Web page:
Monday 12 March 2018

Carry On Faces in Different Places: The Belles of St Trinian's

Here we go with another in my series of blogs looking at some of the cream of British comedy film making from the 1950s, 60s and 70s. Although this blog is all about the Carry Ons, believe it or not, there were some other joyous comedy films made away from Peter Rogers Productions. However, given the quality of the actors Peter employed to make his series, it's no wonder that most of them popped up elsewhere.

So far I've looked at the wonderful 1959 crime caper Too Many Crooks , the 1954 domestic comedy starring Dirk Bogarde, For Better For Worse , the big screen spin off Please Sir! and the wonderful Up Pompeii and the brilliant John Gregson and Diana Dors vehicle, Value for Money.
More recently I blogged about the Sid James and Kenneth Connor comedy horror What A Carve Up! and the the Gordon Jackson drama, Floodtide. 

I have also looked at the Carry On links with the wonderful film I'm All Right Jack and the Diana Dors' prison drama, Yield to the Night

Today I'm going to blog about the classic 1954 comedy, The Belles of St Trinian's.


What's it about?

The Sultan of Makyad wants to send his daughter Fatima to a school in England, and asks her governess Miss Anderson to recommend one: she recommends St Trinian's in the county of Barchester. This suits the sultan perfectly: as his racehorses are trained there, he will be able to visit Fatima and his horses at the same time.

At St Trinian's, Miss Holland the accountant, explains to headmistress Millicent Fritton that they need cash, not cheques. Then Fritton's twin brother, bookmaker Clarence, arrives with his previously expelled sixth form daughter Arabella. He gets his sister to re-enroll her so she can befriend Fatima and get information on Arab Boy, the Sultan's horse that will run in the upcoming Cheltenham Gold Cup against Blue Prince, the horse he and his associates have backed. Assistant headmistress/physics mistress Buckland enters the office to introduce Fatima and two other new girls to Fritton, and Fatima meets Arabella. Fritton explains St Trinian's to the new girls: "At most schools, girls are sent out quite unprepared for a merciless world but, when our girls leave here, it is the merciless world which has to be prepared." Fritton takes the new girls to meet the staff: Miss Brimmer  arts and handicrafts mistress; Miss Wilson maths mistress; Mlle. de St Emilion French mistress; Miss Drownder geography mistress; Miss Gale English literature mistress; Miss Waters the scripture and needlework mistress; and Miss Dawn.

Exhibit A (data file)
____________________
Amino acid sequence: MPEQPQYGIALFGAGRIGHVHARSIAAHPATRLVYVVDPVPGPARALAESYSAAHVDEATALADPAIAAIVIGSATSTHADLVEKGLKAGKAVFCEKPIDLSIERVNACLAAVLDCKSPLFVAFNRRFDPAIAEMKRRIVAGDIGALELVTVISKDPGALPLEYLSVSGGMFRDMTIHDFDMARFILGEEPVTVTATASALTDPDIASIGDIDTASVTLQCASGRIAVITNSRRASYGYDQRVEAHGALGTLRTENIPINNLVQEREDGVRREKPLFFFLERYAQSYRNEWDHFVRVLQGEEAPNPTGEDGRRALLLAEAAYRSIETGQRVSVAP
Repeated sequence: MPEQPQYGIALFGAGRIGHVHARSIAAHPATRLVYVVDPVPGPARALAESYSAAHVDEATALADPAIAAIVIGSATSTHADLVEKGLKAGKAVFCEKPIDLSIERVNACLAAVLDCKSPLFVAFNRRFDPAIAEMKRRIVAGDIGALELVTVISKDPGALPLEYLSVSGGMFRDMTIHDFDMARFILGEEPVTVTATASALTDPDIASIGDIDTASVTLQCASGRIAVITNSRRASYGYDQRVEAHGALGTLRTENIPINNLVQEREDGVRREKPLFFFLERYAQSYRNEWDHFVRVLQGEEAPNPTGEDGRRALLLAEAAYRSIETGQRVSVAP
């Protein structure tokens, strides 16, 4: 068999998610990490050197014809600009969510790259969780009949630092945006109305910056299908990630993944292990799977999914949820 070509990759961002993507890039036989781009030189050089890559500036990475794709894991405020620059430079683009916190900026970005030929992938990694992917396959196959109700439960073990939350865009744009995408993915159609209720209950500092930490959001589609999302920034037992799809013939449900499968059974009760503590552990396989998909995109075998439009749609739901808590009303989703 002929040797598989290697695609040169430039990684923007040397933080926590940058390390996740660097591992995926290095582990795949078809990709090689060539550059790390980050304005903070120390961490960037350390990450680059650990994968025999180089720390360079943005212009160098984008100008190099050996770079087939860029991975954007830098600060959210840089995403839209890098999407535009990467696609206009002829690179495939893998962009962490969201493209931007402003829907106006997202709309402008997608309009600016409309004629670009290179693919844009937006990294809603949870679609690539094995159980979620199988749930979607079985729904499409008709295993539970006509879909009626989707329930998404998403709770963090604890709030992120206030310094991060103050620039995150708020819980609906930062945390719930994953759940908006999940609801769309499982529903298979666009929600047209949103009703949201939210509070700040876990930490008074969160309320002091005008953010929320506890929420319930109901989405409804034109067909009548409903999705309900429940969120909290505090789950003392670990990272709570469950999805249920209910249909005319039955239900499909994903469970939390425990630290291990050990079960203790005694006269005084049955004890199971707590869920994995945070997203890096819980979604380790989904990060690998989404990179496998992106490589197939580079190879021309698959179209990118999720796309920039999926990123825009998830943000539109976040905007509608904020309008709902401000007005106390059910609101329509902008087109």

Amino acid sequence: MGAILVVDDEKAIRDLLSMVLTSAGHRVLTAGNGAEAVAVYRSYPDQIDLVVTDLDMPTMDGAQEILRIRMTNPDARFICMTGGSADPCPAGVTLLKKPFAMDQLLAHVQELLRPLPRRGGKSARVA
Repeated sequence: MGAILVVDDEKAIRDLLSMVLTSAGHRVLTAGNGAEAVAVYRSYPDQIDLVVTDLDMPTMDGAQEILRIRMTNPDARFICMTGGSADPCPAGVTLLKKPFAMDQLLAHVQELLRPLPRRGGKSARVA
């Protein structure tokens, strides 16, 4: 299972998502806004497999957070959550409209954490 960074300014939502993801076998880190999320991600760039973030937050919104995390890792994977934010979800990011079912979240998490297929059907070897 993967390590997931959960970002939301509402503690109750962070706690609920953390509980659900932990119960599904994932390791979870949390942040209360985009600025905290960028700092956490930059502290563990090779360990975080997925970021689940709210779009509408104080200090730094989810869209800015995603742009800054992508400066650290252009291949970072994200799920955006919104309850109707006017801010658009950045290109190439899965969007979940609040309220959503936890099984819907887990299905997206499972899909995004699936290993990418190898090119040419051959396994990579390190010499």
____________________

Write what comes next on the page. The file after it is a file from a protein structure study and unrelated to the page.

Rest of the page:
Barchester Police Superintendent Kemp Bird, in the hope of getting help to stop the crime wave that has occurred in his area since the new term started at St Trinian's, goes to London and meets with Ministry of Education official Manton Bassett. Bassett refuses to help: the two inspectors he has sent there have both disappeared. Kemp Bird arranges to send his girlfriend, Sgt. Ruby Gates, to St Trinian's, undercover, as games mistress Chloe Crawley.

Who's in it?

The film boasts a staggering array of post-war British film talent. Alastair Sim stars in the dual role of headmistress Miss Fritton and her dodgy brother Clarence. George Cole, already a film veteran, plays his most famous screen role (until a certain Arthur Daley) as Flash Harry while one of my favourite comediennes, Joyce Grenfell, plays the hapless Sergeant Ruby Gates.

Carry On Faces?

Future Carry On leading lady Joan Sims takes on one of her earliest film roles playing Miss Dawn. Other teachers at the school are played by familiar comic actresses in Irene Handl (Nurse, Constable), Beryl Reid (Emmannuelle) and Renee Houston (Cabby, Spying, At Your Convenience).

Sykes and Carry On Spying actor Richard Wattis also co-stars as Manton Bassett, a civil servant at the Ministry of Education. Carry On Regardless and Carry On Spying supporting actor Eric Pohlmann appears in the role of the Sultan of Makyad while no film of the era would be complete without a cameo from the man himself, Sidney James, here playing Benny, one of Clarence Fritton's racing associates.

Also watch out for Barbara Windsor in her first ever film role. Keep your eyes peeled for an uncredited appearance as a schoolgirl. 

Did you know?

The film and its sequels were inspired by the work of British cartoonist Ronald Searle. Searle also filmed a cameo role as a visiting parent.

Belles was the first in a sequence of St Trinian's films which included "Blue Murder...", "The Pure Hell...", "The Great St Trinian's Train Robbery" and finally, "The Wildcats of St Trinian's". 

The series was later revived in the late 2000s for two further films which bore little resemblance to the charm of the originals.

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